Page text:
Born in Malden, Massachusetts, in 1936, and based in New York, Stella has produced an extraordinary body of work over the past six decades. He studied painting at Phillips Academy, Andover and Princeton University, graduating in 1958 with a degree in History. Since his first solo gallery exhibition at Leo Castelli Gallery in 1960, Stella has exhibited widely throughout the US and abroad. Early in his career, his work was included in a number of significant exhibitions that defined the sphere of post-war art. In addition to “Sixteen Americans” in 1959, he was included in “Geometric Abstraction” and “Structure of Color” at the Whitney Museum of American Art, New York, in 1962 and 1971; “The Shaped Canvas” and “Systemic Painting” at the Solomon R. Guggenheim Museum, New York, in 1964-65 and 1966; and Documenta 4, Kassel, in 1968.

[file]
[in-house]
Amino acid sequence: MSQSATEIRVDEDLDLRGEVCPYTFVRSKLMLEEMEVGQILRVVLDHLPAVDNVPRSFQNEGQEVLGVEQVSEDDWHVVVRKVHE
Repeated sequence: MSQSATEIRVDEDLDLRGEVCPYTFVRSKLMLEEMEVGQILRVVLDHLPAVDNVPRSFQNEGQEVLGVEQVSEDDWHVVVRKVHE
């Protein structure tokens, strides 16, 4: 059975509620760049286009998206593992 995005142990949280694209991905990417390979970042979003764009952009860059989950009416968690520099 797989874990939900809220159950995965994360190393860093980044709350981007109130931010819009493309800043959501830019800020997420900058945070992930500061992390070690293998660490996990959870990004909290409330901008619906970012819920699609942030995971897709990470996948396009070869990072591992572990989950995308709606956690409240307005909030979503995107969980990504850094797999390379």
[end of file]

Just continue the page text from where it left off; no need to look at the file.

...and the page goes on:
In 1970, at the age of 34, Frank Stella became the youngest artist ever to receive a full-scale retrospective exhibition at the Museum of Modern Art, New York. He received a second retrospective at the same institution in 1987, which is unprecedented in the museum’s history. The author of many essays and articles exploring painting and abstraction, Stella delivered a lecture series as the Charles Eliot Norton Professor of Poetry at Harvard University in 1983. He has received honorary degrees from Princeton University, Bezalel Academy in Jerusalem, Dartmouth College, and the Friedrich Schiller University in Jena, Germany. He has also been the recipient of a great many honors and awards internationally. In 2000, he became the only American artist to be given a solo show at the Royal Academy of Arts, London.